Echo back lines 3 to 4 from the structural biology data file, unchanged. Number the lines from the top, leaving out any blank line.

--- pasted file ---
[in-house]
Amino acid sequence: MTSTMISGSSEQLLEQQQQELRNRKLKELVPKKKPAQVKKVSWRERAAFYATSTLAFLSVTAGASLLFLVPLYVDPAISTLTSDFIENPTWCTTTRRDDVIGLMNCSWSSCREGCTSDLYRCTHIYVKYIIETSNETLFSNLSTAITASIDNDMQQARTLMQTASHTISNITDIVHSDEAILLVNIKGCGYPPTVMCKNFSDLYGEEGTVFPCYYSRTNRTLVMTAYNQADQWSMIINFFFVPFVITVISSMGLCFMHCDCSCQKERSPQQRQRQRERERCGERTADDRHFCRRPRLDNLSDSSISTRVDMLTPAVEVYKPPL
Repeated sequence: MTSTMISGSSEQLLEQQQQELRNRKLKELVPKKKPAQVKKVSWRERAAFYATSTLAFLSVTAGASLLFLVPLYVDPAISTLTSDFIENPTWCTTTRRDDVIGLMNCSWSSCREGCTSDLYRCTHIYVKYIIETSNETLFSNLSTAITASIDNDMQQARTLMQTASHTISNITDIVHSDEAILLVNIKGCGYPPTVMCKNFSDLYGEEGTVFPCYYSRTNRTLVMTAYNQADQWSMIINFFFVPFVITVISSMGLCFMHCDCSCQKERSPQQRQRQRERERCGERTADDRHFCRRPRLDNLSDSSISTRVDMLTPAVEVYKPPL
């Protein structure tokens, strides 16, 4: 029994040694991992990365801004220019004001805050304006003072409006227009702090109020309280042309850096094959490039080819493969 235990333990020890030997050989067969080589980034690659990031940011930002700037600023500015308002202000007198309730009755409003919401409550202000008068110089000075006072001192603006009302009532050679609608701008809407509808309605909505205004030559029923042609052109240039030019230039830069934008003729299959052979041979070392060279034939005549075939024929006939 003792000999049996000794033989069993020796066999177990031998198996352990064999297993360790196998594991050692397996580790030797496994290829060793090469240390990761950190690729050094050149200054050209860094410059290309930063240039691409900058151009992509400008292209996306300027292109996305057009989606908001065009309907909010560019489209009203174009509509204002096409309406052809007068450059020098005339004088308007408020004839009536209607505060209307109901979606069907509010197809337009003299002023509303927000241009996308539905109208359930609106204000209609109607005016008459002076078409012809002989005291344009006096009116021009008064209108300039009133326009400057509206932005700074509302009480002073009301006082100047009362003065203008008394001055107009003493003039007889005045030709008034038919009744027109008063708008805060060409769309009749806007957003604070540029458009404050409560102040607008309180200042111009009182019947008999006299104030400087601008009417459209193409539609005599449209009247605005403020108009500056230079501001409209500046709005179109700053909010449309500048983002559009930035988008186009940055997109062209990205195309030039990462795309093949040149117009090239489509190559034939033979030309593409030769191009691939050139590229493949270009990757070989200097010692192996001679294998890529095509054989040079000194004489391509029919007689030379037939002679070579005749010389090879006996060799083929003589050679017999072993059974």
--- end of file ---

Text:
Repeated sequence: MTSTMISGSSEQLLEQQQQELRNRKLKELVPKKKPAQVKKVSWRERAAFYATSTLAFLSVTAGASLLFLVPLYVDPAISTLTSDFIENPTWCTTTRRDDVIGLMNCSWSSCREGCTSDLYRCTHIYVKYIIETSNETLFSNLSTAITASIDNDMQQARTLMQTASHTISNITDIVHSDEAILLVNIKGCGYPPTVMCKNFSDLYGEEGTVFPCYYSRTNRTLVMTAYNQADQWSMIINFFFVPFVITVISSMGLCFMHCDCSCQKERSPQQRQRQRERERCGERTADDRHFCRRPRLDNLSDSSISTRVDMLTPAVEVYKPPL
């Protein structure tokens, strides 16, 4: 029994040694991992990365801004220019004001805050304006003072409006227009702090109020309280042309850096094959490039080819493969 235990333990020890030997050989067969080589980034690659990031940011930002700037600023500015308002202000007198309730009755409003919401409550202000008068110089000075006072001192603006009302009532050679609608701008809407509808309605909505205004030559029923042609052109240039030019230039830069934008003729299959052979041979070392060279034939005549075939024929006939 003792000999049996000794033989069993020796066999177990031998198996352990064999297993360790196998594991050692397996580790030797496994290829060793090469240390990761950190690729050094050149200054050209860094410059290309930063240039691409900058151009992509400008292209996306300027292109996305057009989606908001065009309907909010560019489209009203174009509509204002096409309406052809007068450059020098005339004088308007408020004839009536209607505060209307109901979606069907509010197809337009003299002023509303927000241009996308539905109208359930609106204000209609109607005016008459002076078409012809002989005291344009006096009116021009008064209108300039009133326009400057509206932005700074509302009480002073009301006082100047009362003065203008008394001055107009003493003039007889005045030709008034038919009744027109008063708008805060060409769309009749806007957003604070540029458009404050409560102040607008309180200042111009009182019947008999006299104030400087601008009417459209193409539609005599449209009247605005403020108009500056230079501001409209500046709005179109700053909010449309500048983002559009930035988008186009940055997109062209990205195309030039990462795309093949040149117009090239489509190559034939033979030309593409030769191009691939050139590229493949270009990757070989200097010692192996001679294998890529095509054989040079000194004489391509029919007689030379037939002679070579005749010389090879006996060799083929003589050679017999072993059974």